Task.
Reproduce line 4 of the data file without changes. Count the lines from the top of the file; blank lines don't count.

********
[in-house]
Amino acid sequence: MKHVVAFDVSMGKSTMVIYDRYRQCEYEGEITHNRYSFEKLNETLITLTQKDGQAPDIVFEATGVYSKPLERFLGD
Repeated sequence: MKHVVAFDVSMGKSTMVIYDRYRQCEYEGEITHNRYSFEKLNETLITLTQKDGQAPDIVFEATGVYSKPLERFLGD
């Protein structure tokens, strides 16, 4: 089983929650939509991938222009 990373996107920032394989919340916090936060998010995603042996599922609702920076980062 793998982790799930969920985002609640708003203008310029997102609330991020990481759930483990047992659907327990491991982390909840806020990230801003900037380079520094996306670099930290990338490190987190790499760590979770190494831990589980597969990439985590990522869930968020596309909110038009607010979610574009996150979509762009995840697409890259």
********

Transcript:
């Protein structure tokens, strides 16, 4: 089983929650939509991938222009 990373996107920032394989919340916090936060998010995603042996599922609702920076980062 793998982790799930969920985002609640708003203008310029997102609330991020990481759930483990047992659907327990491991982390909840806020990230801003900037380079520094996306670099930290990338490190987190790499760590979770190494831990589980597969990439985590990522869930968020596309909110038009607010979610574009996150979509762009995840697409890259």